Jury Duty with a Mediator Mindset, Part 1

Last year, shareholder A. Michelle Jernigan served on a jury at the Orange County (Fla.) Courthouse. Here she offers a glimpse of how a mediator thinks in a situation like this. More questions? Call on Michelle at or (407) 661-1123. Would you like to reserve a mediation time with Michelle? Visit our scheduling page or contact case manager Cathy McCleary (

Florida Mediator Michelle Jernigan Florida Mediator and UWWM Shareholder Michelle Jernigan

This story begins with the receipt of a jury summons from the Orange County Courthouse in the first quarter of 2014. Looking over the summons, I realized I would be out of town on the jury report date and had to reschedule. My phone call to the jury duty office was cordial and helpful; the summons date was rescheduled to April, and I went about my business. Sometime in March, I received another jury summons with a report date of April 7. I did not have any mediations scheduled that day and would be free to fulfill my duty.

I had appeared for state court jury duty in the past but was never chosen to serve on the jury. I assumed this journey would entail the same experience – an opportunity to sit in the jury duty room, catch up on some reading, drink coffee, watch television and chat a little with those in the area. Just as I had selected my reading material and become comfortable in my surroundings, however, my name was called. Within minutes we were ushered up to a courtroom where “voir dire” began.

My next thought was: This is going to be fun. I have never even been on a “venire” before. After all, what lawyer would select a former litigation attorney/26-year mediator who is married to a plaintiff’s personal injury lawyer? Having overcome my surprise, I decided to carefully listen to the questioning and attempt to “guess” at which individuals would not be seated on the jury. I knew this would take most of the day, and I decided I might as well find a way to keep my mind occupied. Lawyers for the plaintiff and the defense questioned me. One inquired whether my occupation would cause me to favor one side over the other. I answered, “Quite the contrary. As a neutral, I would try to listen to the evidence in an open-minded fashion and try not to exercise any bias.” The other asked me if my husband’s occupation as a plaintiff’s lawyer would encourage me to rule in favor of the plaintiff. I responded, “My preference is that my husband settle his cases, not try them.” Again, I assured both lawyers I could be fair.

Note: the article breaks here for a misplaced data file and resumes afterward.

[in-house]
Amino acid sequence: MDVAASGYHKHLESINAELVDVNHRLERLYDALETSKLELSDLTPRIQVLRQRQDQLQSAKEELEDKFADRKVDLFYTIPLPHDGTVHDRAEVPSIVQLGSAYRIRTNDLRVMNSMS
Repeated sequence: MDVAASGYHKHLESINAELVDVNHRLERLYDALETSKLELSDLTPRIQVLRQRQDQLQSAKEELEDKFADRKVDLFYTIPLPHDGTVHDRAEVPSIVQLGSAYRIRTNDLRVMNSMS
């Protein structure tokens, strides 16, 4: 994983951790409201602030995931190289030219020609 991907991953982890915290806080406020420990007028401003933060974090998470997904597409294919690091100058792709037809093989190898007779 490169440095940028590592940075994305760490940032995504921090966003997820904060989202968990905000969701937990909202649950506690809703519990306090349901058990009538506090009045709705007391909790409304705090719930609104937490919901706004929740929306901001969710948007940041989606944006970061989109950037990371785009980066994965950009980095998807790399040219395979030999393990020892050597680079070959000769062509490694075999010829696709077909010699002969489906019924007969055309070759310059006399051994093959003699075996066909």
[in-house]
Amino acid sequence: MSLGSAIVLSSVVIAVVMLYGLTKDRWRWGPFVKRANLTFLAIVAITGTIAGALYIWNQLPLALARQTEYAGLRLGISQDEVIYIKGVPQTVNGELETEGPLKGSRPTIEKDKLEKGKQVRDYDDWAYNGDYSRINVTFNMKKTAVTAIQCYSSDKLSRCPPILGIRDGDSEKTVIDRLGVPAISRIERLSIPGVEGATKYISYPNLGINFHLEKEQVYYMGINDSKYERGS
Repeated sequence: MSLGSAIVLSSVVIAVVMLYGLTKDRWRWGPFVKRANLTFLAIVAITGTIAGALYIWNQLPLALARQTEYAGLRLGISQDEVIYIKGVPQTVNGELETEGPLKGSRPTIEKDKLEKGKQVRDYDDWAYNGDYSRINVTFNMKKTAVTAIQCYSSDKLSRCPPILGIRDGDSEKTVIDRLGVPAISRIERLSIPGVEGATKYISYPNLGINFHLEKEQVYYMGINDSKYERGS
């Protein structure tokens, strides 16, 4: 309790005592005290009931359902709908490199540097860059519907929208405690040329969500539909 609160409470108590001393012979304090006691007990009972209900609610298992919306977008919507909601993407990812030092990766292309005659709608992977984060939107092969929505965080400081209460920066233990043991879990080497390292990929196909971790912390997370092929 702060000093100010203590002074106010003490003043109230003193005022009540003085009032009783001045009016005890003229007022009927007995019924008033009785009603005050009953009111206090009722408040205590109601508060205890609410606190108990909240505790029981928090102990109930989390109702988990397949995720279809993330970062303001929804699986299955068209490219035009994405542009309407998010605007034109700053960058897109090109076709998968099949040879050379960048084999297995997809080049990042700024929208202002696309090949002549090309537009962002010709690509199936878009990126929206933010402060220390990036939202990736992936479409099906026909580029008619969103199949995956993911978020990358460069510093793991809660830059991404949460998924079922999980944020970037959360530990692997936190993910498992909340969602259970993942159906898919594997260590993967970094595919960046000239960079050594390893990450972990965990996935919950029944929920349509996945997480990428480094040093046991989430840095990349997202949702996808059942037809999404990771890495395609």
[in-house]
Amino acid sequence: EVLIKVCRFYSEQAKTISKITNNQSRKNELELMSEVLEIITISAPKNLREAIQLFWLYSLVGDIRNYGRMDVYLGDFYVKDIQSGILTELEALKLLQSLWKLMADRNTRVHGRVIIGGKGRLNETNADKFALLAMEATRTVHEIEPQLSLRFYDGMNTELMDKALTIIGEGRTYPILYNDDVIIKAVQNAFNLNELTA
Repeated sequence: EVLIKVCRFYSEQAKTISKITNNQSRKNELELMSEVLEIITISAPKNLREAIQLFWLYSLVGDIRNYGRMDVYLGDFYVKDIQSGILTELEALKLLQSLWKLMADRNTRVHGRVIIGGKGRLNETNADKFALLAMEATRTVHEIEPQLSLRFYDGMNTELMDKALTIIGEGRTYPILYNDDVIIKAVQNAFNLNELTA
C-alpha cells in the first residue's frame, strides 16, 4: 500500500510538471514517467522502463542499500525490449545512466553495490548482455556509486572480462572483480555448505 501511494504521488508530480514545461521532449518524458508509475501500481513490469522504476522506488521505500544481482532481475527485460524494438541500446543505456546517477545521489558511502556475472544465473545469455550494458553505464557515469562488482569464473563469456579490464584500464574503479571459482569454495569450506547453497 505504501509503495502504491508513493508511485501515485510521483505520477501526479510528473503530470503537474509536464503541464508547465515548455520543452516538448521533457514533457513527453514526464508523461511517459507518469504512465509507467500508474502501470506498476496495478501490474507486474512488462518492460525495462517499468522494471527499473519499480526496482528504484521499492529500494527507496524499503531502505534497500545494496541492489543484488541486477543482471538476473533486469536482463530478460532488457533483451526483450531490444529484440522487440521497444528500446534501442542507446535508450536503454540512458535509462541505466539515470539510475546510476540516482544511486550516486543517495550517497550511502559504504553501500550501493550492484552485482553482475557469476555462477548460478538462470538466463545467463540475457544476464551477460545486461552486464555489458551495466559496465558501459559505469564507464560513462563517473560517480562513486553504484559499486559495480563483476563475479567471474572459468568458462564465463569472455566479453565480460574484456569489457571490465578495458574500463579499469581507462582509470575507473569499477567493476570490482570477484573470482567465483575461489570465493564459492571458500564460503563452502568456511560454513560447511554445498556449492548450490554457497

We were excused while the judge and the lawyers picked the jury. I believe it was about 5 p.m. when the jury was actually selected and sworn. The judge inquired about our work commitments, and I brought it to the Court’s attention that I had several mediations that would have to be rescheduled or covered by other mediators. Neither the judge nor the lawyers seemed bothered by my potential lost opportunities since I was with a mediation firm that could cover my commitments. One juror was excused for economic hardship, but I knew I could not make that argument. Losing a chance to make several thousand dollars to pay towards my daughter’s Georgetown college tuition was a big bite to me, but it was not like our family would go hungry without that money. So there I was, serving as a juror on a five-day trial in Orange County Florida.

Next: The Jury.

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